Astoria’s new city councilman hopes to make his district safer, cleaner and greener, he told supporters during a ceremonial inauguration Sunday.
“This is your victory. This is your community, and I promise to work as hard as I can,” Councilman Costa Constantinides (D-Astoria) told the crowd gathered at Long Island City High School.
An Astoria native and Democratic district leader who served as the legislative director for former Councilman James Gennaro, Constantinides described his long history in the area, visiting Astoria Park with his father, attending William Cullen Bryant HS, playing basketball in Ditmars Park with state Sen. Michael Gianaris (D-Astoria) and being hired for his first job at a pharmacy in the neighborhood.
“I met my wife here on Steinway Street,” he said.
Constantinides is the first Greek Cypriot to serve on the Council after he beat out several other candidates in the general election in November.
The councilman announced his plans to increase traffic safety, remove trash, lessen pollution and fight against plans to close traditional high schools like Long Island City HS.
He praised his predecessor, former Councilman Peter Vallone Jr., for his involvement in the fight to keep Long Island City HS and the Gifted & Talented program at PS 122 open.
The Panel for Educational Policy approved the co-location of Long Island City High School in November.
“The question remains, why did Peter have to spend so much of his time beating back the plans to eviscerate these treasured local institutions?” Constantinides said, adding that he hoped to involve parents more in their children’s education.
Constantinides pledged his support for Mayor Bill de Blasio’s Vision Zero, which aims to decrease the number of traffic fatalities, praised a study into the feasibility of ferry service in Astoria and recommended that busy corridors like Vernon Boulevard be used for the Metropolitan Transportation Authority’s Select Bus Service.
“That would make our wonderful neighborhood institutions like Noguchi Museum and Socrates Sculpture Park more accessible,” he said, pointing out that transportation could be used to connect the community to the Cornell Technion, which is slated to be built on Roosevelt Island.
Constantinides proposed an addition to PlanNYC requiring that at least 20 percent of new constructions be carbon neutral by 2030 and a study of the Bowery Bay Wastewater Treatment Plant in Astoria to see if it could be into a park, similar to Riverbank State Park, which is built over a sewage treatment facility on the East River.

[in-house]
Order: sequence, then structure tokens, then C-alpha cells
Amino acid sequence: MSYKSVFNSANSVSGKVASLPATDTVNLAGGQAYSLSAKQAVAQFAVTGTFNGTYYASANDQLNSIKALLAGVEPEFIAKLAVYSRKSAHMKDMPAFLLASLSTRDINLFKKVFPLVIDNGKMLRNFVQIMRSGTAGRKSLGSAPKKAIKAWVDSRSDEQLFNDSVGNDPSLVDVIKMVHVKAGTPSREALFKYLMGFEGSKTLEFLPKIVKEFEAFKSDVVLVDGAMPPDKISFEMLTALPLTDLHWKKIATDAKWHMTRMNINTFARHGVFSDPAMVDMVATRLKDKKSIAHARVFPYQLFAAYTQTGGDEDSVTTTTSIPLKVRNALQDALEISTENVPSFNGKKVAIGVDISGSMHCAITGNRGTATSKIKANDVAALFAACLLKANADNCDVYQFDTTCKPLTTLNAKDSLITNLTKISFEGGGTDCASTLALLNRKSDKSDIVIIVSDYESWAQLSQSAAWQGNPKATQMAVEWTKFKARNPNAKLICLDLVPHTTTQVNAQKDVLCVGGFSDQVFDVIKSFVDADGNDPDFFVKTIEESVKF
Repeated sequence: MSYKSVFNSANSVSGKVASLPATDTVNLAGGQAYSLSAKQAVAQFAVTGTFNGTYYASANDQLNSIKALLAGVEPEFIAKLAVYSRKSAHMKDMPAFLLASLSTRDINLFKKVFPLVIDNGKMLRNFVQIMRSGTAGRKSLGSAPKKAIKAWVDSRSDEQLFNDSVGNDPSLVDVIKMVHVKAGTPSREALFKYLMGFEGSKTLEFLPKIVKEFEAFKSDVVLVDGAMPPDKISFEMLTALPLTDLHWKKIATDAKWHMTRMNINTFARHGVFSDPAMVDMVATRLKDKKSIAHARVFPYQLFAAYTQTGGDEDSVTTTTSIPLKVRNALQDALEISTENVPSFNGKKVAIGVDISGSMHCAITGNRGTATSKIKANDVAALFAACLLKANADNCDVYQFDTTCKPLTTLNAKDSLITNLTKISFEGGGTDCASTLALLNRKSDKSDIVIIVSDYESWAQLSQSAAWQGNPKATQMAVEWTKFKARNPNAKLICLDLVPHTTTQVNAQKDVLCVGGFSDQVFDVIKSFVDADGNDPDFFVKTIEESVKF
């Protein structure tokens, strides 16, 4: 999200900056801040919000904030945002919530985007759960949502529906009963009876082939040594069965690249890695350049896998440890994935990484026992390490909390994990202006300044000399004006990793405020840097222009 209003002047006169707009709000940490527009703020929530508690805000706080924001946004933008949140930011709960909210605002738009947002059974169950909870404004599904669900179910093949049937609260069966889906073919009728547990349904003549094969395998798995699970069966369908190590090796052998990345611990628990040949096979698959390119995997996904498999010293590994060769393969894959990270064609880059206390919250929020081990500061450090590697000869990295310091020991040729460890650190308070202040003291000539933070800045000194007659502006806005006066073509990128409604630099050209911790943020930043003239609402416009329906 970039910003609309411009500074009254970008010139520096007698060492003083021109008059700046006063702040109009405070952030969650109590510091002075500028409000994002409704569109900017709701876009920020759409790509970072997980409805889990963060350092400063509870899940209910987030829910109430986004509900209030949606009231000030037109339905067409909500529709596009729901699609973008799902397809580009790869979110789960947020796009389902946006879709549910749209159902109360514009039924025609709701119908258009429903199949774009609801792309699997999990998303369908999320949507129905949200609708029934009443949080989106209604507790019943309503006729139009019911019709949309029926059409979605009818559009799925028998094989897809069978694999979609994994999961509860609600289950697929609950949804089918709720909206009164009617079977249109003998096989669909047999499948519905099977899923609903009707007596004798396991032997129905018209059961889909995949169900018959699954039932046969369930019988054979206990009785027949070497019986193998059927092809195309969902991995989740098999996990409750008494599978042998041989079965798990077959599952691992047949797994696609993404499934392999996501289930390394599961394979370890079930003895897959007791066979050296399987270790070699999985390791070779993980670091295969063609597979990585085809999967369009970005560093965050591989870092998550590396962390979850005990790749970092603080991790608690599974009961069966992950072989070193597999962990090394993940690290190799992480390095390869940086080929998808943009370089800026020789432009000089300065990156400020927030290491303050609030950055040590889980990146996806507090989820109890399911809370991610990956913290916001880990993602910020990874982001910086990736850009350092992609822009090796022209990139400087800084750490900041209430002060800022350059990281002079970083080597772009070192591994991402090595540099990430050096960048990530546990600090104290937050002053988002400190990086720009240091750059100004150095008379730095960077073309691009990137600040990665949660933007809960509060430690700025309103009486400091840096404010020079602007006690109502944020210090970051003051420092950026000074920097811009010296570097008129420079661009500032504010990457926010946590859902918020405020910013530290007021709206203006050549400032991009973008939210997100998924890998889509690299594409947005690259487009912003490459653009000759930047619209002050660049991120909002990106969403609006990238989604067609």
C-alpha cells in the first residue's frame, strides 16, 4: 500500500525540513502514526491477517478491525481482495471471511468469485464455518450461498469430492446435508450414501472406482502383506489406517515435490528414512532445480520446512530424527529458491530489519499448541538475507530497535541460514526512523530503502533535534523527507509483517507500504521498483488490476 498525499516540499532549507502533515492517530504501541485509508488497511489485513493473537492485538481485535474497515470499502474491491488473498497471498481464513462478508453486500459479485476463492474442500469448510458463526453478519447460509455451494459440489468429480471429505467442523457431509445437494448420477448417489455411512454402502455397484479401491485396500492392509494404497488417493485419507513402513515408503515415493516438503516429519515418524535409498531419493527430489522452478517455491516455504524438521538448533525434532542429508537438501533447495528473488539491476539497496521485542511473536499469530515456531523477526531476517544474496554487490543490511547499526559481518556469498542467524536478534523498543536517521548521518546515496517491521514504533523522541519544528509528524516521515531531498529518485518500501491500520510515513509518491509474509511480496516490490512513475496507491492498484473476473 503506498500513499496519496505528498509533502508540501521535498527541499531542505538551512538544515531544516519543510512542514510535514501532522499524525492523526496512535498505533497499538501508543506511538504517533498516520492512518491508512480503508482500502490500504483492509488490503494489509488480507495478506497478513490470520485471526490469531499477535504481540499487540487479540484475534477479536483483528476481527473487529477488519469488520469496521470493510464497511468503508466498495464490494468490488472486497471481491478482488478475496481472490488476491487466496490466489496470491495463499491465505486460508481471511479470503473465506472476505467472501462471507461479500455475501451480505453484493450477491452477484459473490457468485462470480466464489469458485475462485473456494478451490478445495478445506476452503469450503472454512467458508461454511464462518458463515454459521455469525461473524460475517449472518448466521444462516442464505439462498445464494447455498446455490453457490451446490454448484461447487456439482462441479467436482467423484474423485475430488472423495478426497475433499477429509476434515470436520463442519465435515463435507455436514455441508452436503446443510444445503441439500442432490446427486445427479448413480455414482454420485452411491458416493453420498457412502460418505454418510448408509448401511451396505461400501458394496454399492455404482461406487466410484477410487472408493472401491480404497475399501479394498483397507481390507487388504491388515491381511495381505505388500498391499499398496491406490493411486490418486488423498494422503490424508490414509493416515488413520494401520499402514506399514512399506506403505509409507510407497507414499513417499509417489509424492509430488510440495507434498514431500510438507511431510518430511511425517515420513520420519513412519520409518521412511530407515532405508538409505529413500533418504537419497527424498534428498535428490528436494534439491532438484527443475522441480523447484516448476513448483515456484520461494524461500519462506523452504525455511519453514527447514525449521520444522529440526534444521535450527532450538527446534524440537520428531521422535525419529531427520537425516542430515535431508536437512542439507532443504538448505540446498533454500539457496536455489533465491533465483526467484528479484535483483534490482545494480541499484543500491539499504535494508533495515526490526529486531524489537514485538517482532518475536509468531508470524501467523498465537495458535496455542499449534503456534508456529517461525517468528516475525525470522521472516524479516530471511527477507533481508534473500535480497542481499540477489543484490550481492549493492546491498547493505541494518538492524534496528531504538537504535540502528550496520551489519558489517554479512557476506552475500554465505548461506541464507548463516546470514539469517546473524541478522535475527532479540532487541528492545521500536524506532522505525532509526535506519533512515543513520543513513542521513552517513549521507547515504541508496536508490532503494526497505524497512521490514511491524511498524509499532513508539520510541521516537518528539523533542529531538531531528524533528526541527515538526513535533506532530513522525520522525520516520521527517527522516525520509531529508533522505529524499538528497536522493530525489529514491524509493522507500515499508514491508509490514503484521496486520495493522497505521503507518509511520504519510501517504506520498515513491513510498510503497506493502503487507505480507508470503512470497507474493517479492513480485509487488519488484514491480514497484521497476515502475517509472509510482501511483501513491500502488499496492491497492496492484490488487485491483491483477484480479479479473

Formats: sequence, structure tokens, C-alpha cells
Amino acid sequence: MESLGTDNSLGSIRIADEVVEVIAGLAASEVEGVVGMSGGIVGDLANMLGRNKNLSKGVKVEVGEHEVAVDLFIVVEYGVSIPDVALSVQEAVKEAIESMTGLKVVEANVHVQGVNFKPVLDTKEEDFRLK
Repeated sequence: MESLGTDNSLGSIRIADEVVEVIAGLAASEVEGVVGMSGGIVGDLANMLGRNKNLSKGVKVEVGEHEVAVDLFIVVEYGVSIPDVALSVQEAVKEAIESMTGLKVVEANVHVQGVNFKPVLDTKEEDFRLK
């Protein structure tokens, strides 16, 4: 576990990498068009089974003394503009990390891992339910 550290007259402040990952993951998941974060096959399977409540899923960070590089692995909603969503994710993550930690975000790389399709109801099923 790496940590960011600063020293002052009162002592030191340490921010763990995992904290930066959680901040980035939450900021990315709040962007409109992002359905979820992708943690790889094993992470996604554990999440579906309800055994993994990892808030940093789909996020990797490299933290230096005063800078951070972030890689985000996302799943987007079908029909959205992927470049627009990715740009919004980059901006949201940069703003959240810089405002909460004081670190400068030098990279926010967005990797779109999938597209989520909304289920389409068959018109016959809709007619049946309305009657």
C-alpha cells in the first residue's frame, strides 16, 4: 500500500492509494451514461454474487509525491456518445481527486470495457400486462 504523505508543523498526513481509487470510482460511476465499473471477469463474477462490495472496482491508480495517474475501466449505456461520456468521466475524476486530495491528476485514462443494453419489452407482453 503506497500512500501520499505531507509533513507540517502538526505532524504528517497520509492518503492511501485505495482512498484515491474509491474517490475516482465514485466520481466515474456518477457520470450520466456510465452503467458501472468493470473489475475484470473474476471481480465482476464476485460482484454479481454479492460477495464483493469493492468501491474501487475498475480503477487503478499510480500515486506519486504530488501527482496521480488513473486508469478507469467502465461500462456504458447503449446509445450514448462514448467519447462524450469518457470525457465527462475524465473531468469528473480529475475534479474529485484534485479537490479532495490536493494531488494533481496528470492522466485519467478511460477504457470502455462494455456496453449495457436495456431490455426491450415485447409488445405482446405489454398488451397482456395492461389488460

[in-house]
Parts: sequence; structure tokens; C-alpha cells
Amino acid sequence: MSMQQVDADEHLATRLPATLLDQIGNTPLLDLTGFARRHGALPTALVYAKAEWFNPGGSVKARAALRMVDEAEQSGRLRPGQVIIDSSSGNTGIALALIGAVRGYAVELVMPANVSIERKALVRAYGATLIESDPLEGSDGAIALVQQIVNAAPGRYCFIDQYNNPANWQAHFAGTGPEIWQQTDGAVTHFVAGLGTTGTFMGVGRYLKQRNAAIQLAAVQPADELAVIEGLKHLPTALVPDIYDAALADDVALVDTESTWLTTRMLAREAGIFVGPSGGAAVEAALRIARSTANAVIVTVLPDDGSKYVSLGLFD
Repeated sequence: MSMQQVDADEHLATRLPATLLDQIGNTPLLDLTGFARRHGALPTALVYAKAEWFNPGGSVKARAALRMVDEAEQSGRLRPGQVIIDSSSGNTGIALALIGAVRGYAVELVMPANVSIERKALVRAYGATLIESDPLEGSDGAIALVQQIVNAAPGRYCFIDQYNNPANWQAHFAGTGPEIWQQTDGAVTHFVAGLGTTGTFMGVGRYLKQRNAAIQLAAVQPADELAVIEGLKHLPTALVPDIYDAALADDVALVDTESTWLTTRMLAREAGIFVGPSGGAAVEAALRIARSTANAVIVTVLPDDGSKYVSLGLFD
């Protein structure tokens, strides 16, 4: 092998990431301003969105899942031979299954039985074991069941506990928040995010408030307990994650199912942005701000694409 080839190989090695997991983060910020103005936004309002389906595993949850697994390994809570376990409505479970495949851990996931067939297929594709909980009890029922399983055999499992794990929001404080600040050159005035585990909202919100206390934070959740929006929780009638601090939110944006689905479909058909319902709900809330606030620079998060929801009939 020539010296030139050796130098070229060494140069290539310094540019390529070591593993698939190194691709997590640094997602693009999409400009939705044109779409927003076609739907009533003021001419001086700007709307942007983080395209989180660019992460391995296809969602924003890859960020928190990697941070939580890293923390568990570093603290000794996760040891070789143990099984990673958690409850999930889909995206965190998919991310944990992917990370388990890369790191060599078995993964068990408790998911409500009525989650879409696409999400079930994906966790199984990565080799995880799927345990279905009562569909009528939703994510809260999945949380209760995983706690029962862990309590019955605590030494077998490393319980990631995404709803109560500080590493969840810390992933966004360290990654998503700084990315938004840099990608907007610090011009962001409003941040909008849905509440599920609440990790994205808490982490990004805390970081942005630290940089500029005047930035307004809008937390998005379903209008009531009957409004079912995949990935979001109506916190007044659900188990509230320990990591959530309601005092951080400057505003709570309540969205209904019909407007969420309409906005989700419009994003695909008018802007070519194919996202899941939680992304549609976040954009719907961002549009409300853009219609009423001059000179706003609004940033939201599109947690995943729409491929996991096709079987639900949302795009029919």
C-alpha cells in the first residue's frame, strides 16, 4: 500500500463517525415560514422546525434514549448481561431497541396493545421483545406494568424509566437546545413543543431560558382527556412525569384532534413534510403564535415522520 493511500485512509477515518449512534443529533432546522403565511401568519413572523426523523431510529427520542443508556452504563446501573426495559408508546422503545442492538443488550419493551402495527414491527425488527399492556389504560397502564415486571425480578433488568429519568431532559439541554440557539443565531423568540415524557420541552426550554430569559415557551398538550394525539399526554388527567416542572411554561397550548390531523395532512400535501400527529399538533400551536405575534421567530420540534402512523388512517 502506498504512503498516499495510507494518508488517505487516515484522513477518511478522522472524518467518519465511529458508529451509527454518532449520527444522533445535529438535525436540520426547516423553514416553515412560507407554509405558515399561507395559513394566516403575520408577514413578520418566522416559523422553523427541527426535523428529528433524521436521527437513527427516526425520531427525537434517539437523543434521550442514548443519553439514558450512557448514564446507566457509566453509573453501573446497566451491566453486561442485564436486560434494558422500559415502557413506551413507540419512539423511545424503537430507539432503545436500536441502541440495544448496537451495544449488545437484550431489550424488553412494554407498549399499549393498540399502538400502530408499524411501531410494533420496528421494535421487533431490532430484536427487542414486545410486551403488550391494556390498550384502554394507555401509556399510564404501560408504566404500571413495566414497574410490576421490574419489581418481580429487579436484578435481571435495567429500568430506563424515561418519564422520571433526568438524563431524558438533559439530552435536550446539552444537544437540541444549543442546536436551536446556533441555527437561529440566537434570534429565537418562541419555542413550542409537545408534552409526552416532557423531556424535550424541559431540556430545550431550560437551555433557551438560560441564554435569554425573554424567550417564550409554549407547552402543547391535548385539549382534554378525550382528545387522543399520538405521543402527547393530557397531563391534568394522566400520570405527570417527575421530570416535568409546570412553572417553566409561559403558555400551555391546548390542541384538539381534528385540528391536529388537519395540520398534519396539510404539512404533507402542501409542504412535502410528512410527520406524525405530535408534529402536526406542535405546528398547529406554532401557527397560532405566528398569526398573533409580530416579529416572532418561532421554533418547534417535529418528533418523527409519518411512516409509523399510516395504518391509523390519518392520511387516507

He concluded his speech by addressing litter in his district.
“I would hear on a daily basis, ‘Costa, I’ll vote for you but you had better do something about the garbage,’” he said. “I hear those concerns very loud and clear.”
Constantinides said he is working with other electeds to draft a bill that would ensure the neighborhood has pickup every day. He also plans to bring the DOE Fund to western Queens and reintroduce a bill previously put forward by Vallone Jr. in the Council to raise the fines for illegal dumping in corner cans.
Council Speaker Peter Vallone Sr., who performed the ceremonial inauguration, said his son, Vallone Jr. was unable to attend the festivities because of a virus.
But a bevy of other elected officials were on hand for the event, emceed by Constantinides’ “mentor,” Gennaro.
U.S. Sen. Charles Schumer, Council Speaker Melissa Mark-Viverito, Public Advocate Letitia James, city Comptroller Scott Stringer, state Comptroller Thomas DiNapoli, Queens Borough President Melinda Katz, Assemblywoman Aravella Simotas and Gianaris all spoke.
Deputy Borough President Leroy Comrie, former city Comptroller John Liu, Assembly members Rory Lancman, Nily Rozic and David Weprin and Council members Jimmy Van Bramer, Mark Weprin, Elizabeth Crowley, Ruben Wills and Karen Koslowitz also attended the ceremony.
Reach managing editor Christina Santucci by e-mail at timesledge
©2014 Community News Group
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